2.40pm Friday 2nd February 2024

Professor Chris Lintott is a Professor of Astrophysics at the University of Oxford, and a Research Fellow at New College. Educated at Magdalene College, Cambridge and University College London, his research now ranges from understanding how galaxies form and evolve, through using machine learning to find the most unusual things in the Universe, to predicting the properties of visiting interstellar asteroids. He is Principal Investigator of the Zooniverse citizen science platform, which provides opportunities for more than two million online volunteers to contribute to scientific research, and which was the topic of his first book, ‘The Crowd and the Cosmos’. He is presenter of the BBC’s long-running Sky at Night programme. Away from work, he cooks, suffers through being a fan of Torquay United and Somerset cricket, and spends time with a rescued lurcher, Mr Max, with whom he presents the Dog Stars podcast.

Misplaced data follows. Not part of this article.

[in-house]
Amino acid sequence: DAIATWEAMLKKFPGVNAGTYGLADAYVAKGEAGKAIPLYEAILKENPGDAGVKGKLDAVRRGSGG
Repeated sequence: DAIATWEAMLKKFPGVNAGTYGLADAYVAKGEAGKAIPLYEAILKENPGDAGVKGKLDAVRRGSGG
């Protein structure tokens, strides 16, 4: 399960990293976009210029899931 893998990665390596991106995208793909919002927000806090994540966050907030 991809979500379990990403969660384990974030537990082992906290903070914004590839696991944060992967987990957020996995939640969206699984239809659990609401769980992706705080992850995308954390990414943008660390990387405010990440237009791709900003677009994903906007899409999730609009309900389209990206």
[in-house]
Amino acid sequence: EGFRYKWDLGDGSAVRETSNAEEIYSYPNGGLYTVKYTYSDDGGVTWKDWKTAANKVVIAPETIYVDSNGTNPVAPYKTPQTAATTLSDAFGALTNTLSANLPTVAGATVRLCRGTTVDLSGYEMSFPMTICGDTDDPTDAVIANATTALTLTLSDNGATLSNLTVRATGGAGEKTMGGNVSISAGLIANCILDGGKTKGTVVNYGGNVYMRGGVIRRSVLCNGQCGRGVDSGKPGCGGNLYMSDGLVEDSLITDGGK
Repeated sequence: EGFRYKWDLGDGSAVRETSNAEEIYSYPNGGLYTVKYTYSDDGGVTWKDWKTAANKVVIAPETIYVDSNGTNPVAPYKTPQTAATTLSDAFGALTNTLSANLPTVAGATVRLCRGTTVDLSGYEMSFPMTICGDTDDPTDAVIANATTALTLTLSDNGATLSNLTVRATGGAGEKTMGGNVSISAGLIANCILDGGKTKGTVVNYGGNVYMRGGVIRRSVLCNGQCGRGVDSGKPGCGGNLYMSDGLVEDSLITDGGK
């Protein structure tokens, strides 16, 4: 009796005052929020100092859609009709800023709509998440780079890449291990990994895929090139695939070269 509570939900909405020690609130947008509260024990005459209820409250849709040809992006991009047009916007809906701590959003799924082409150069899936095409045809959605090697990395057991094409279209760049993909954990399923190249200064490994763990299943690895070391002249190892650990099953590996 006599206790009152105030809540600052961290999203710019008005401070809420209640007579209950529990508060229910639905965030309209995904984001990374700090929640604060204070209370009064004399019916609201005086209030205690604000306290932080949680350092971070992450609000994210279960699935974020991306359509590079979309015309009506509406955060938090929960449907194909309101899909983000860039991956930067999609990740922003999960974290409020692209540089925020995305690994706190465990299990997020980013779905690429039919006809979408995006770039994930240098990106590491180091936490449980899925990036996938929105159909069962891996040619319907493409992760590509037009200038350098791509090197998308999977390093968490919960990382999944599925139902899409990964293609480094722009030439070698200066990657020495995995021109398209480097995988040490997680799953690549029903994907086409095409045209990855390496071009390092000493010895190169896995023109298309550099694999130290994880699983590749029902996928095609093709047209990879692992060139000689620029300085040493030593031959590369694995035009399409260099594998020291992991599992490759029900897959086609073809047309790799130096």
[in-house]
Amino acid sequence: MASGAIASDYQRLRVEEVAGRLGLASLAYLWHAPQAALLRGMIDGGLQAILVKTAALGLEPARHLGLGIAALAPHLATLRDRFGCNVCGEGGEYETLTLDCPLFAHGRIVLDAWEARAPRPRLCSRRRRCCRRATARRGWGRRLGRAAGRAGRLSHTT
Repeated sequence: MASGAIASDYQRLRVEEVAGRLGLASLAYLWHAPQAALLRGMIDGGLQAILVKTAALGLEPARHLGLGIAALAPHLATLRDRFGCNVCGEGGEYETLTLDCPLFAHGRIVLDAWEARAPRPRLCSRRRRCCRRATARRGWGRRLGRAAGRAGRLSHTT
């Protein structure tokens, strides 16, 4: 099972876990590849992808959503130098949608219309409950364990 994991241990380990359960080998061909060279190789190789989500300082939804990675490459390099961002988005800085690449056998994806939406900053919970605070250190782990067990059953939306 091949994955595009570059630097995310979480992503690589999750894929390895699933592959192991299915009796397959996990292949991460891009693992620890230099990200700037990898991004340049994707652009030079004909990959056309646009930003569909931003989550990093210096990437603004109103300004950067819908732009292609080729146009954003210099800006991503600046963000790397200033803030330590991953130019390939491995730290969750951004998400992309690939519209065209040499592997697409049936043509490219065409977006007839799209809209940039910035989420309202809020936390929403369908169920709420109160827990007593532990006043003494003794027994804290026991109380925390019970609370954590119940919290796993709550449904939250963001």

Interstellar objects and their influence on planet formation.

The arrival of the first interstellar object ‘Oumuamua, in 2017, surprised the astronomical world. A tiny object, just a few hundreds of meters across, it sped through the Solar System before returning to deep space, though it was followed by a second visitor – Borisov – a couple of years later. In this talk, full of up to the minute research, Chris Lintott tells us about the mysteries ‘Oumuamua left behind, and what we can learn from this first visitor from another solar system, and how visitors such as this may have played a crucial role in the history of the Earth itself. Interstellar objects turn out to be the most common things in the galaxy – and with a new survey promising to find a hundred of them in the next decade, there has never been a better time to pay attention to these enigmatic, fast-moving objects.

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